Japan has virtually given up on reaching 2% inflation after nearly six years of trying. An argument gaining ground in Tokyo holds that the inflation goal, once seen as paramount, doesn’t matter so much after all.
Six years? How about 20 years? Here are the past two decades of inflation in Japan:
There’s a grand total of one year above 2 percent. What’s more, over the course of two decades Japan has only two years over 1 percent. By my back-of-the-envelope noodling, prices have risen a cumulative total of about 1 percent between 1998 and 2018. That compares to a cumulative increase of about 54 percent in the United States. Of course, you might wonder if anyone should even care about this when you compare economic growth in Japan vs. the US:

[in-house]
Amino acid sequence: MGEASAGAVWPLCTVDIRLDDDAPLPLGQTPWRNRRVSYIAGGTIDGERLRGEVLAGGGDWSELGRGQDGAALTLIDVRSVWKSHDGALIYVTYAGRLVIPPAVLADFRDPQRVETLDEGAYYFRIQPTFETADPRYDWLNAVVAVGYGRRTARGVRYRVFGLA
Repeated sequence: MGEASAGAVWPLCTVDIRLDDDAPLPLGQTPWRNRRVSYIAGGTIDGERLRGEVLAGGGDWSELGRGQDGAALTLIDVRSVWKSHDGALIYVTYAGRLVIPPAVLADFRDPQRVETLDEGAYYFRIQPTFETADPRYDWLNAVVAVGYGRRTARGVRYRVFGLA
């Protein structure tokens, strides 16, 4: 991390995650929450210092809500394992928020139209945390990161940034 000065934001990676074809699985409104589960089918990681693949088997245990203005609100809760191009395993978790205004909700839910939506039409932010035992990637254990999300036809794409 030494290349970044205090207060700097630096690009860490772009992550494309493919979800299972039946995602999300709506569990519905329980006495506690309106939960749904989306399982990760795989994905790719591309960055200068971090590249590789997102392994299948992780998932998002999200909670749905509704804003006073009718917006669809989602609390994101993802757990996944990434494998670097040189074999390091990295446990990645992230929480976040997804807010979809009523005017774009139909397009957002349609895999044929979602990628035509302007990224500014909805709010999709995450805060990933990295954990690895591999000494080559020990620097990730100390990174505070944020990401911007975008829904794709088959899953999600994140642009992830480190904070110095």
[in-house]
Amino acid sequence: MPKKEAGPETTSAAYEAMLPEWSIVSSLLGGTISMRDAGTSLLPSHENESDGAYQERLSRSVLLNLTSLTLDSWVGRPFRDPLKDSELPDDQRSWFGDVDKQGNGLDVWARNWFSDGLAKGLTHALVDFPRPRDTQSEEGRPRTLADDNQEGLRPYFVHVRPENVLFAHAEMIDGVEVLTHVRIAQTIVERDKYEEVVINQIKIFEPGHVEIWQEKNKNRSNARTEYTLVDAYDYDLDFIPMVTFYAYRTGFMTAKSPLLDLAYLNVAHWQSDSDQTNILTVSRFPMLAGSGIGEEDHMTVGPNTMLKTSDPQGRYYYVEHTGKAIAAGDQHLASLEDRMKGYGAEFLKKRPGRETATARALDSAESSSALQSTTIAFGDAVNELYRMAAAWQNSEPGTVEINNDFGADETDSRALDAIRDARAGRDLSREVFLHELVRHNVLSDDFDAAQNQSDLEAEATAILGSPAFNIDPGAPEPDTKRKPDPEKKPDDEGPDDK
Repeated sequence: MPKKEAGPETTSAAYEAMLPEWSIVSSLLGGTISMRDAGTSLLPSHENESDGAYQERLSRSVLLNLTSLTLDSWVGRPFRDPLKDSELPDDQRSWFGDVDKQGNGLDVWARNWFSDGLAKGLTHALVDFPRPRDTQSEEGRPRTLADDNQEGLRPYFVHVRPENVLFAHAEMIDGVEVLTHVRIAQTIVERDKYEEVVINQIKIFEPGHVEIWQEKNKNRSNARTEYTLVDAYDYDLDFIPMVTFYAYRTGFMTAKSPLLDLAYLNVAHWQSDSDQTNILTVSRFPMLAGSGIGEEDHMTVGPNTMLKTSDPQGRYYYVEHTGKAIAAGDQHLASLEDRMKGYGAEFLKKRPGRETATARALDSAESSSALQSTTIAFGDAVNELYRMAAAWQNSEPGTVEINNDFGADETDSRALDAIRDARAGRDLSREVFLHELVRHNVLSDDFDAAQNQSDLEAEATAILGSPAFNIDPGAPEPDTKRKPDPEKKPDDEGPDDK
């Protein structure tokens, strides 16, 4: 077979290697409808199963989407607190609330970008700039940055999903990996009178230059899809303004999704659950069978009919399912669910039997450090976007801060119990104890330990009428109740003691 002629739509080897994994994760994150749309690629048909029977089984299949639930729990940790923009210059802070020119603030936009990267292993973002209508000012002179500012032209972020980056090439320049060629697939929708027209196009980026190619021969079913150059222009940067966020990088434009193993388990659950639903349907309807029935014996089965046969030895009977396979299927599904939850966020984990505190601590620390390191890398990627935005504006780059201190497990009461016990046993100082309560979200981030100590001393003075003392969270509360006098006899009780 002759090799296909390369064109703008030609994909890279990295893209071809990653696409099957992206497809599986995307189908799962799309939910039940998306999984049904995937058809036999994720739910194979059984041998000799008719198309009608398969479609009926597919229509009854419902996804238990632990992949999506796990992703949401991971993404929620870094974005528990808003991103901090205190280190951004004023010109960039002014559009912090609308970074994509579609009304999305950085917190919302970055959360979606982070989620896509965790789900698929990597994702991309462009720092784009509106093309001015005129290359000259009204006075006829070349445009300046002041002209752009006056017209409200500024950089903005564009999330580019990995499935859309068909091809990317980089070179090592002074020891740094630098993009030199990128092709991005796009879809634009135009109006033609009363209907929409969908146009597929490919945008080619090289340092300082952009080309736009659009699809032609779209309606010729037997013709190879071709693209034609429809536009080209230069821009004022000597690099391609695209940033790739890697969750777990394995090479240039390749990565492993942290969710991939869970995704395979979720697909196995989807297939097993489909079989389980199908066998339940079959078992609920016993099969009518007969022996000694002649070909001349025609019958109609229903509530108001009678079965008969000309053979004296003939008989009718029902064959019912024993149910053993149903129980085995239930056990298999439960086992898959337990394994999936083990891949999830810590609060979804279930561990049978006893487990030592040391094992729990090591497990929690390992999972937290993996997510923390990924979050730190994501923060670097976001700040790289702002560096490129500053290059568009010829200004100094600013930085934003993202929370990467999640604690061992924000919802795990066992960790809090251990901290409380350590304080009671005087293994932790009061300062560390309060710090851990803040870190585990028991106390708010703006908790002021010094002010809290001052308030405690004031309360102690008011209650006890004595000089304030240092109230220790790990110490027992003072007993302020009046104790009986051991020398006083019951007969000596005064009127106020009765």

Total GDP in the US has grown faster than in Japan, but that’s because our population is increasing while theirs is declining. If you look at GDP per working-age adult, both countries are doing about the same. In fact, Japan is doing slightly better.
So who needs inflation? I keep wondering this for two reasons. First, the case for positive inflation is that it allows the central bank to set effectively negative interest rates during a recession, and this allows a faster recovery than a merely zero interest rate. But does it? Japan seems to have recovered from the Great Recession about as quickly as we did.
Second, it remains unclear to me how central banks can produce inflation on demand. In theory, they can produce any inflation rate they want, but in practice they seem to have very little control over it. They can lower the inflation rate by crashing the economy, but they don’t really seem to know how to increase it.
In other words, I remain befuddled. The conventional wisdom suggests that, if anything, the US should have an inflation target of 4 percent, not 2 percent. I’ve always accepted this. But how do we get there? And is there really much evidence that it would help us even if we did?